Neumann, Emanuel, 1893-
Found in 6 Collections and/or Records:
Contains records on the formation, purpose, and activities of the American Jewish League for Israel, as reflected in organizational documents (including minutes), event literature, publications (including the AJLI newsletter, AJLI Bulletin, later called the AJLI News Bulletin and other titles), scholarship material, financial information, membership appeals, correspondence, media coverage, and photographs.
The collection consists primarily of the author's unpublished manuscripts and songs (set to music); printed texts of plays, short stories, essays and other literary works; material relating to several organized attempts to ban The merchant of Venice from the NYC public school curriculum; personal documents and correspondence; newspaper clippings; and other material utilized as sources for his writings. The correspondence is primarily with publishers and Emanuel Neumann and relating to Zionism in general.
It also contains a detailed record, consisting of letters, a dated handwritten account, and news clippings, of the 1927 Zionist Convention in Atlantic City, centering on an internal schism as to the competence of the Lipsky administration, as well as some follow-up material in 1928. Prominent in these papers is correspondence with Louis D. Brandeis; also represented are Henrietta Szold and Chaim Weizmann.
The collection consists primarily of correspondence reflecting Calmenson’s involvement in numerous national and local Jewish organizations. The largest quantity of materials is in relation to his work with the United Palestine Appeal (1926-1945, primarily 1926-1929), and the Zionist Organization of America (1919-1952). Among the local St. Paul Jewish organizations, the largest quantity of materials relates to the Emergency Committee for Palestine (1942-1951), and the Zionist Organization of America, St. Paul Chapter (1918-1950). Among his correspondents are Harry S. Truman, H.V. Kaltenborn, and Emanuel Neumann. Among the topics dealt with are the 1929 riots in Palestine, the protest against the Passfield paper, and the establishment of a Jewish army after World War I. The collection also contains materials relating to Calmenson’s private activities, and miscellaneous writings and papers belonging to the Calmenson family.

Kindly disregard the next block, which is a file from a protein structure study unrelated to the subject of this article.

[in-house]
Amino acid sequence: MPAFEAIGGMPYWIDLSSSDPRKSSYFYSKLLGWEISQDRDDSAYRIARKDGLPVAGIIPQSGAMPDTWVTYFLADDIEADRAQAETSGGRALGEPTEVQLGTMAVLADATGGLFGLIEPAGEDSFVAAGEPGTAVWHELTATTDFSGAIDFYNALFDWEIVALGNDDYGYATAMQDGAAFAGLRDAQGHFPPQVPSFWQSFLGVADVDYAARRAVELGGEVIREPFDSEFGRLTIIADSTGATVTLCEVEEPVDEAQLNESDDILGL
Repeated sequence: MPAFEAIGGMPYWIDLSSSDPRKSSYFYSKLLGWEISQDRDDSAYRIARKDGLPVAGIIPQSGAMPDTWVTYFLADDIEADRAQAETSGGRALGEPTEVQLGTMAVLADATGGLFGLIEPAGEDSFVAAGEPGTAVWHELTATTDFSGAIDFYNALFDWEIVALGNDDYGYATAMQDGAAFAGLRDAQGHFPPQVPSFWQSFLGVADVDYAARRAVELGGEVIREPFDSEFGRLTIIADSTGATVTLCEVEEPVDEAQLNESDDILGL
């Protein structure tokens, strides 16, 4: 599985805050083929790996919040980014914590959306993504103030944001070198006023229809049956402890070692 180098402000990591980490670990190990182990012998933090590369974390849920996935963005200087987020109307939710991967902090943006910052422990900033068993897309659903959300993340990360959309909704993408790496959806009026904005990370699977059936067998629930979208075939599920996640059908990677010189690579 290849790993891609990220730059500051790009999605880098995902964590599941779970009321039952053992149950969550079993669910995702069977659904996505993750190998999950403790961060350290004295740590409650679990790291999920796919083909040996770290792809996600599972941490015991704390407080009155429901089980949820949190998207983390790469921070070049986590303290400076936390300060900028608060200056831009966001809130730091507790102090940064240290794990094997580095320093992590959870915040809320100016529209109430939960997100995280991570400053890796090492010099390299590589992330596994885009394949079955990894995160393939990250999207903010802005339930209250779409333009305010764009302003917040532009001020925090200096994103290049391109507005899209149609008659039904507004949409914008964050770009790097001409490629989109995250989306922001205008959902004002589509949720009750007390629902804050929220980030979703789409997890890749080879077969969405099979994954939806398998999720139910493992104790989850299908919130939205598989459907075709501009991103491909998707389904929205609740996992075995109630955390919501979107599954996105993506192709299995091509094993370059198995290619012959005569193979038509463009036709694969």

Contains 21 typescripts from oral history interviews with individuals associated with Stephen S. Wise. The interviews were conducted primarily by Melvin Urofsky for a biography and transcribed at the Institute for Contemporary Jewry at the Hebrew University in Jerusalem. Also includes over 300 photocopies of correspondence to and from Stephen S. Wise, found in the Yale University Library, Princeton University Library, Herbert Hoover Presidential Library, Franklin D. Roosevelt Library, American Jewish Archives and the Harry S. Truman Library.
This collection contains correspondence, memoranda, public statements, "press kits," press digests, reports, newsletters, pamphlets and program materials issued by a mainstream Zionist organization promoting the creation of a Jewish state in Palestine, using political pressure, by legal means.
Young Judaea is the oldest Zionist youth organization in the United States, established as a national organization in 1909 by the Federation of American Zionists. It was supported by Hadassah, including direct financial sponsorship from 1967-2011. The major aims of Young Judaea throughout its history have been to advance the cause of Zionism, to further the mental, moral, and physical development of Jewish youth, and to promote Jewish culture and ideals in accordance with Jewish traditions. Young Judaea has remained non-partisan and non-denominational, embracing and recruiting Jewish youth from all backgrounds.